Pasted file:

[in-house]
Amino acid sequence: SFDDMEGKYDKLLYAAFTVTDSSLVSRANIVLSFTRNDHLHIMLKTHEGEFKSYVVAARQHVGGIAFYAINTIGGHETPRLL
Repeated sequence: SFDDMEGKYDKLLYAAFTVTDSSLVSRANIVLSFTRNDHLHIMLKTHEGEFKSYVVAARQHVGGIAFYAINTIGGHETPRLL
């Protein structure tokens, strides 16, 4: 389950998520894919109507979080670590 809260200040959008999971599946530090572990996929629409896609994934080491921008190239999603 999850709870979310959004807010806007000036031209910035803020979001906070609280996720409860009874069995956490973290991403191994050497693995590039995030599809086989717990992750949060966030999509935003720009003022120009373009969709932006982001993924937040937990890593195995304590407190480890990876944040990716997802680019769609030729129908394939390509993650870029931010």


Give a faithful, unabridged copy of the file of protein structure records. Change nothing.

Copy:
[in-house]
Amino acid sequence: SFDDMEGKYDKLLYAAFTVTDSSLVSRANIVLSFTRNDHLHIMLKTHEGEFKSYVVAARQHVGGIAFYAINTIGGHETPRLL
Repeated sequence: SFDDMEGKYDKLLYAAFTVTDSSLVSRANIVLSFTRNDHLHIMLKTHEGEFKSYVVAARQHVGGIAFYAINTIGGHETPRLL
């Protein structure tokens, strides 16, 4: 389950998520894919109507979080670590 809260200040959008999971599946530090572990996929629409896609994934080491921008190239999603 999850709870979310959004807010806007000036031209910035803020979001906070609280996720409860009874069995956490973290991403191994050497693995590039995030599809086989717990992750949060966030999509935003720009003022120009373009969709932006982001993924937040937990890593195995304590407190480890990876944040990716997802680019769609030729129908394939390509993650870029931010």